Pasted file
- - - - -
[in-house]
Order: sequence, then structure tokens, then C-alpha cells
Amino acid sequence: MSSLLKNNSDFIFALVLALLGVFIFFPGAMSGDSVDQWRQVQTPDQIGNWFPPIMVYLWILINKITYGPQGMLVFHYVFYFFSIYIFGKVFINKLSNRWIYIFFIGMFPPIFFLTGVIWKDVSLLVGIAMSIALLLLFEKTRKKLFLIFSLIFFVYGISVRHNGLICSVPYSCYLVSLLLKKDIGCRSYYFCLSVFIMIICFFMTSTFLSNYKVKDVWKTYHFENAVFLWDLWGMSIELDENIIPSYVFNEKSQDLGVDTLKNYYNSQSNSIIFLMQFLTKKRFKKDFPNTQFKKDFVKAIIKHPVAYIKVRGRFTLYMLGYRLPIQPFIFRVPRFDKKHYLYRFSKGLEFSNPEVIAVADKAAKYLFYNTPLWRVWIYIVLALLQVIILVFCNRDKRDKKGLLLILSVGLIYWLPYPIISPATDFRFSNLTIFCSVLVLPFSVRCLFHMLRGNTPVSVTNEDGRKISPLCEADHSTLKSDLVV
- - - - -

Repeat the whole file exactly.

[in-house]
Order: sequence, then structure tokens, then C-alpha cells
Amino acid sequence: MSSLLKNNSDFIFALVLALLGVFIFFPGAMSGDSVDQWRQVQTPDQIGNWFPPIMVYLWILINKITYGPQGMLVFHYVFYFFSIYIFGKVFINKLSNRWIYIFFIGMFPPIFFLTGVIWKDVSLLVGIAMSIALLLLFEKTRKKLFLIFSLIFFVYGISVRHNGLICSVPYSCYLVSLLLKKDIGCRSYYFCLSVFIMIICFFMTSTFLSNYKVKDVWKTYHFENAVFLWDLWGMSIELDENIIPSYVFNEKSQDLGVDTLKNYYNSQSNSIIFLMQFLTKKRFKKDFPNTQFKKDFVKAIIKHPVAYIKVRGRFTLYMLGYRLPIQPFIFRVPRFDKKHYLYRFSKGLEFSNPEVIAVADKAAKYLFYNTPLWRVWIYIVLALLQVIILVFCNRDKRDKKGLLLILSVGLIYWLPYPIISPATDFRFSNLTIFCSVLVLPFSVRCLFHMLRGNTPVSVTNEDGRKISPLCEADHSTLKSDLVV